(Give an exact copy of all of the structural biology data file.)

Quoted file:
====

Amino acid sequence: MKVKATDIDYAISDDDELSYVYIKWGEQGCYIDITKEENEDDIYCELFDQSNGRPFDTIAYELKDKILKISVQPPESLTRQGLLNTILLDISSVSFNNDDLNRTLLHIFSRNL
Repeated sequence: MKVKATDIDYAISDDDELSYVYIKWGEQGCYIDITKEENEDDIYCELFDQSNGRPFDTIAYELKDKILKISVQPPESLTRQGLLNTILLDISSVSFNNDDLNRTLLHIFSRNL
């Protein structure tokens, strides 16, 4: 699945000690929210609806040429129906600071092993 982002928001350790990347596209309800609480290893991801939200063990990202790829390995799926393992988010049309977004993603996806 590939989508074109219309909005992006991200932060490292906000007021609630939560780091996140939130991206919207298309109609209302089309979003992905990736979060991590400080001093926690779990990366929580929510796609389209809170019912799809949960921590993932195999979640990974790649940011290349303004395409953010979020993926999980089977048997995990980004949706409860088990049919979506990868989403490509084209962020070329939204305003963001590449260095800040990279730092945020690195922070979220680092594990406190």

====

Amino acid sequence: MKVKATDIDYAISDDDELSYVYIKWGEQGCYIDITKEENEDDIYCELFDQSNGRPFDTIAYELKDKILKISVQPPESLTRQGLLNTILLDISSVSFNNDDLNRTLLHIFSRNL
Repeated sequence: MKVKATDIDYAISDDDELSYVYIKWGEQGCYIDITKEENEDDIYCELFDQSNGRPFDTIAYELKDKILKISVQPPESLTRQGLLNTILLDISSVSFNNDDLNRTLLHIFSRNL
């Protein structure tokens, strides 16, 4: 699945000690929210609806040429129906600071092993 982002928001350790990347596209309800609480290893991801939200063990990202790829390995799926393992988010049309977004993603996806 590939989508074109219309909005992006991200932060490292906000007021609630939560780091996140939130991206919207298309109609209302089309979003992905990736979060991590400080001093926690779990990366929580929510796609389209809170019912799809949960921590993932195999979640990974790649940011290349303004395409953010979020993926999980089977048997995990980004949706409860088990049919979506990868989403490509084209962020070329939204305003963001590449260095800040990279730092945020690195922070979220680092594990406190």